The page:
Presentation Speech by Professor Stig
Claesson of the
the Royal Academy of Sciences
Translation from the Swedish text
Your Majesty, Your Royal Highnesses, Ladies
This year's Nobel Prize winner in Chemistry, Dr. Gerhard Herzberg, is generally considered to be the world's foremost molecular spectroscopist and his large institute in Ottawa is the indisputed center for such research. It is quite exceptional, in the field of science, that a single individual, however distinguished, in this way can be the leader of a whole area of research of general importance. A noted English chemist has also said that the only institutions that have previously played such a role were the Cavendish laboratory in Cambridge and Bohr's institute in Copenhagen.
Herzberg began as a physicist and his first contributions to molecular spectroscopy were published at the end of the 1920's. In such investigations one measures how molecules absorb light-energy - also outside the visible region - i.e. in the ultraviolet and infrared. Since light-energy is packaged as quanta, these measurements can provide accurate information about energy contents in molecules. From this information their size, shape and other properties can be derived. Such calculations must be based on the description of matter given by quantum mechanics. The development of this subject during the 1920's and 30's is regarded as one of the most exciting periods in the history of physical science. Herzberg's elegant experimental investigations combined with his theoretical insight into their interpretation contributed to the progress of quantum mechanics while being decisive for the rapid development of molecular spectroscopy.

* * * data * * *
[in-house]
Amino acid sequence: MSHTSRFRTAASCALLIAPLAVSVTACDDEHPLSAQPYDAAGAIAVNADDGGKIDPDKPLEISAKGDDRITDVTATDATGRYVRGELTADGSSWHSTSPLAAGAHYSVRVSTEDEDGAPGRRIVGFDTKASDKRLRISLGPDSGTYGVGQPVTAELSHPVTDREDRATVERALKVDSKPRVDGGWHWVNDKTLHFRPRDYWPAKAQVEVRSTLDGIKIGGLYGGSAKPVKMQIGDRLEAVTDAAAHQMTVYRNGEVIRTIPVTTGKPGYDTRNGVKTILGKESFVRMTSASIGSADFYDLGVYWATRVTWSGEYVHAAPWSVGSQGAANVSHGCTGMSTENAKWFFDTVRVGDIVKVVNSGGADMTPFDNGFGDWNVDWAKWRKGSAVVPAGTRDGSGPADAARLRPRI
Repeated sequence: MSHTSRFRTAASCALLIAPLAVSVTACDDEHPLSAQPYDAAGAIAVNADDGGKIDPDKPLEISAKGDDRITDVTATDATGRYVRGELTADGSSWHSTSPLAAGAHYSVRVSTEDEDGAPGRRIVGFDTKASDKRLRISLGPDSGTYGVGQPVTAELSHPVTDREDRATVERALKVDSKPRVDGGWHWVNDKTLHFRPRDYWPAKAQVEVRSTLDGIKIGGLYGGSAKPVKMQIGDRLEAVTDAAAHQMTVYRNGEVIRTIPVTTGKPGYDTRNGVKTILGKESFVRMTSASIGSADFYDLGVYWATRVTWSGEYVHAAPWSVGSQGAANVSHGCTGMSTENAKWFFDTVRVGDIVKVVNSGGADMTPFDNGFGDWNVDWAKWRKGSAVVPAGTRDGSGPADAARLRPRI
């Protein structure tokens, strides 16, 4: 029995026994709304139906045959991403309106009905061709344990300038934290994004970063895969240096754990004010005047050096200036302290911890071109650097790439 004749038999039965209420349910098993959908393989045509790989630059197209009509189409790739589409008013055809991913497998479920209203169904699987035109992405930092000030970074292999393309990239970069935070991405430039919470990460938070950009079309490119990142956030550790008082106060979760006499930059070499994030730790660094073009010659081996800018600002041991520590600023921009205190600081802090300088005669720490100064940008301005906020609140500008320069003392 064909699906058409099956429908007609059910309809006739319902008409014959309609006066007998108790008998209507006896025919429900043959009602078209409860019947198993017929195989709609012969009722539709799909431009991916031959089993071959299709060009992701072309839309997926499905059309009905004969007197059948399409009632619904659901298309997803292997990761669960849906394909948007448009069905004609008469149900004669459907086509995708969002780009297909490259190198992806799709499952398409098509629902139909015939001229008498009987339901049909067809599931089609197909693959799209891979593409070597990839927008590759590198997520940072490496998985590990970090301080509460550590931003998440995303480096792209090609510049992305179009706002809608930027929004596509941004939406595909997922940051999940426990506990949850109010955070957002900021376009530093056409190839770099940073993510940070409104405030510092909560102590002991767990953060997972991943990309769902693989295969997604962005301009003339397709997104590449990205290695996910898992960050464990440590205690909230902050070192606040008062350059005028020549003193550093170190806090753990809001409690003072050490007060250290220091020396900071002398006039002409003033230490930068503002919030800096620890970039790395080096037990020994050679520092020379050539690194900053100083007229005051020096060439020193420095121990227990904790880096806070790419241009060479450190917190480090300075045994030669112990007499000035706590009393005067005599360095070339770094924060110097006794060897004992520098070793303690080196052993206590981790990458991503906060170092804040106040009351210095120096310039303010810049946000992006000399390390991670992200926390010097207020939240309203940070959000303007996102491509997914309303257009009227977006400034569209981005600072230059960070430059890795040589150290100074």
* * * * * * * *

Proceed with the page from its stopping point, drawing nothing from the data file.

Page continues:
One may now ask why Herzberg - originally a physicist and even famous as an astrophysicist - finally was awarded the Nobel Prize in chemistry.
The explanation is that around 1950 molecular spectroscopy had progressed so far that one could begin to study even complicated systems of great chemical interest. This is brilliantly demonstrated by Herzberg's pioneering investigations of free radicals. Knowledge of their properties is of fundamental importance to our understanding of how chemical reactions proceed.
For a chemical reaction to occur the original molecules must in some way break up into fragments which rearrange to form the new molecules. These fragments, or intermediates, are called free radicals.
Free radicals are very difficult to study due to their short life-times - measured in millionth's of a second. Herzberg therefore had ample opportunity to repeatedly demonstrate his exceptional experimental skill when the necessary spectroscopic technique was worked out.
Herzberg has so far performed extensive precision determinations of the properties of over thirty free radicals among which are to be found the radicals methyl and methylene - well known from organic chemistry. Among his exciting discoveries may be mentioned that radicals drastically change their shape with increasing energy. For example, methylene is linear in its ground state but bent in states of higher energy. Many of the most important results were only achieved after several years' work and some of the most exciting as late as at the end of the 1960's. One can therefore note that this year's prize is truly an award for contributions of great current interest.
I have tried to explain your great contributions to molecular spectroscopy and particularly your pioneering work on free radicals. The ideas and results presented by you - not least regarding the quantum mechanical aspects of the interpretation of molecular properties - have influenced scientific progress in almost all branches of chemistry.
On behalf of the Royal Academy of Sciences I beg you to accept our congratulations and ask you to receive your Nobel Prize from the hands of His Majesty the King.
From Les Prix Nobel en 1971, Editor Wilhelm Odelberg, [Nobel Foundation], Stockholm, 1972
Copyright © The Nobel Foundation 1971